This Year of the Faith is a signal year in the history of the Church.  There’s change coming and the change that is coming is not just talk.  There have to be consequences to everyone in the Church and there will be, whether we want it or not and whether we like it or not.  It’s coming.  Needless to say, the Spirit of Vatican II crowd is on the way out.  As Mark Steyn is fond of saying, “demography is destiny” and if that is true – and it most certainly is – the Spirit of Vatican II is as good as dead.  They have no posterity to carry their torch.  The youth are with Jesus and with traditional Catholic teaching.  And that’s the future of the Church, brothers and sisters.  So, rejoice!  Deliverance is near as we usher in a new beginning for the Catholic Church.  God is good.  Happy days are here again, even if we have to suffer for them.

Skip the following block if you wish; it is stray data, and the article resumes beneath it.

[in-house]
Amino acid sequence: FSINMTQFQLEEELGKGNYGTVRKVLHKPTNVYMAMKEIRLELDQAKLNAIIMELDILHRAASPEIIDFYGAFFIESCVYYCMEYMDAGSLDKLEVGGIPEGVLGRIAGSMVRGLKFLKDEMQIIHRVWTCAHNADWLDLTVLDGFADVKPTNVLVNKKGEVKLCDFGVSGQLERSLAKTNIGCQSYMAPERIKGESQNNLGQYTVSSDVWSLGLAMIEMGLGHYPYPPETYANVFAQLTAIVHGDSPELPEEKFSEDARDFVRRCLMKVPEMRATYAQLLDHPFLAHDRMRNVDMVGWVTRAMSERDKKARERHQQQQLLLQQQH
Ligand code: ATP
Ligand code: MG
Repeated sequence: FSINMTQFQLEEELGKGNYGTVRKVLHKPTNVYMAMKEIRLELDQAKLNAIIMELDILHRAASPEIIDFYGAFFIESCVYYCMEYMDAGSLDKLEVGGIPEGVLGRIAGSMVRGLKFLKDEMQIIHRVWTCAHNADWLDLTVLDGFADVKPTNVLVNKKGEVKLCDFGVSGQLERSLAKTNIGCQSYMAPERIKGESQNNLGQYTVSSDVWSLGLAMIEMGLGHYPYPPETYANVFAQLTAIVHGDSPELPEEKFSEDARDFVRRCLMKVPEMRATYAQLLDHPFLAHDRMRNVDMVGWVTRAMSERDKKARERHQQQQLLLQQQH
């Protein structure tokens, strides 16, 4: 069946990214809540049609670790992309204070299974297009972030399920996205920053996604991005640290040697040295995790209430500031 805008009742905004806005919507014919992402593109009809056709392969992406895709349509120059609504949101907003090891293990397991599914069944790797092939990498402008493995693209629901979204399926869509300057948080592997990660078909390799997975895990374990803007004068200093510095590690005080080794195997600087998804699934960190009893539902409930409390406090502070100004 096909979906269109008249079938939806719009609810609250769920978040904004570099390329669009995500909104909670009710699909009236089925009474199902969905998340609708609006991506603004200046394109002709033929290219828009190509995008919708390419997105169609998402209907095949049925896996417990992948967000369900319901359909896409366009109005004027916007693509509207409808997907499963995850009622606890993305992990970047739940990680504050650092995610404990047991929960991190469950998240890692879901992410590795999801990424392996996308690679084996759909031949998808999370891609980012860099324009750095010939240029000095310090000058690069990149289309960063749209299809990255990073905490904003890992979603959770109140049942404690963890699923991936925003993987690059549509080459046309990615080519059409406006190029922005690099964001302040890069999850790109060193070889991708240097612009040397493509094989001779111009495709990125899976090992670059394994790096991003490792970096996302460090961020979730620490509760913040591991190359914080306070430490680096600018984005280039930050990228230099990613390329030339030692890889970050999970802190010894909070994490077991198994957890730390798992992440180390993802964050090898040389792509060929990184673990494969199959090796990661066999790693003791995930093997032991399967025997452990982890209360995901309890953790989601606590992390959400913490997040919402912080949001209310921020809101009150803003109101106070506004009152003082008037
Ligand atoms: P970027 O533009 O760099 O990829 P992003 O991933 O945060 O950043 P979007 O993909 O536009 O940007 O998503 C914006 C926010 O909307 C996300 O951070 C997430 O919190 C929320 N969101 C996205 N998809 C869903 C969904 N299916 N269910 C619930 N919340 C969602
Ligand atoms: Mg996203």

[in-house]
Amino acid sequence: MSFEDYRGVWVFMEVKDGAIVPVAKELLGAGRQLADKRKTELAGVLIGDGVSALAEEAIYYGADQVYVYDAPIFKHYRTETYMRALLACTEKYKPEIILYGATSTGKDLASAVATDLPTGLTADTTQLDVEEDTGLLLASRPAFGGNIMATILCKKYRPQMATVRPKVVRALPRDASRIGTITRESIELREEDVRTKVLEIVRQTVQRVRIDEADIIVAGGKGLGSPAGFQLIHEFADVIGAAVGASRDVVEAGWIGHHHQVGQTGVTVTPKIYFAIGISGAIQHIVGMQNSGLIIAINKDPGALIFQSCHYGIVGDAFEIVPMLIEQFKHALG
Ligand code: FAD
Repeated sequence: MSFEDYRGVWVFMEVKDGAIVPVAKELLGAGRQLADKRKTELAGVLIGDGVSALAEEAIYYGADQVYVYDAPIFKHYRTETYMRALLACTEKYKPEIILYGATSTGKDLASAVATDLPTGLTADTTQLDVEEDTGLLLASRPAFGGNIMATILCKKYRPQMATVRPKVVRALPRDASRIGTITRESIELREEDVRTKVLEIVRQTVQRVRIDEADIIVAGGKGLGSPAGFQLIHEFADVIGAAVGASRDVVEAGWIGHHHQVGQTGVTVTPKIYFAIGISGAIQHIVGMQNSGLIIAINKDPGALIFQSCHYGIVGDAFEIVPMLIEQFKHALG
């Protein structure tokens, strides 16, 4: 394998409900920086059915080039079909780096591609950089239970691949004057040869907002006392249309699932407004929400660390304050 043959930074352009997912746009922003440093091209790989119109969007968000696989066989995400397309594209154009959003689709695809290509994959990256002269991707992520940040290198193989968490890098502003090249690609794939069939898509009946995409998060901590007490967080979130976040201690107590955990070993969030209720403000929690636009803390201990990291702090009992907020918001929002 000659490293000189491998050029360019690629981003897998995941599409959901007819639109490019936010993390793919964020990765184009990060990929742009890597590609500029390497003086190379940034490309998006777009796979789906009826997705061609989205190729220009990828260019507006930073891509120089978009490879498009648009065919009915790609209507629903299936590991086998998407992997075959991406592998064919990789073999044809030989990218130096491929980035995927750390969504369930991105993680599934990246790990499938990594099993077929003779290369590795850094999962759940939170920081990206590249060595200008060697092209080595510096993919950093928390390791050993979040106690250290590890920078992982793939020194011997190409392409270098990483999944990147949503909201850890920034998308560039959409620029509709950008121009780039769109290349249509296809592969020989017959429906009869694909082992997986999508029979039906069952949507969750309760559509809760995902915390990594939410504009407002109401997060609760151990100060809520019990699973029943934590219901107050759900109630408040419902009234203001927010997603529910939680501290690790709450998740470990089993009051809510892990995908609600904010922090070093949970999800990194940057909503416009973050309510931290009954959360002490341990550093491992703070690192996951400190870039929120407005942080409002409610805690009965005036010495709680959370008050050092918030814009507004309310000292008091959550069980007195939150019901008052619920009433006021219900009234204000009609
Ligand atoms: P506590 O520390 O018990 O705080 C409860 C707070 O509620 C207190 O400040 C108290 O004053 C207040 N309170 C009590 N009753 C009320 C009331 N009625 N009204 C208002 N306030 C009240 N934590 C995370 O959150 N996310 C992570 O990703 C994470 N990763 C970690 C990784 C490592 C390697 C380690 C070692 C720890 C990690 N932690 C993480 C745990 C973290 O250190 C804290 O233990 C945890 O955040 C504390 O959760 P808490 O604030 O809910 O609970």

Photo Credits:  Paul Lauzon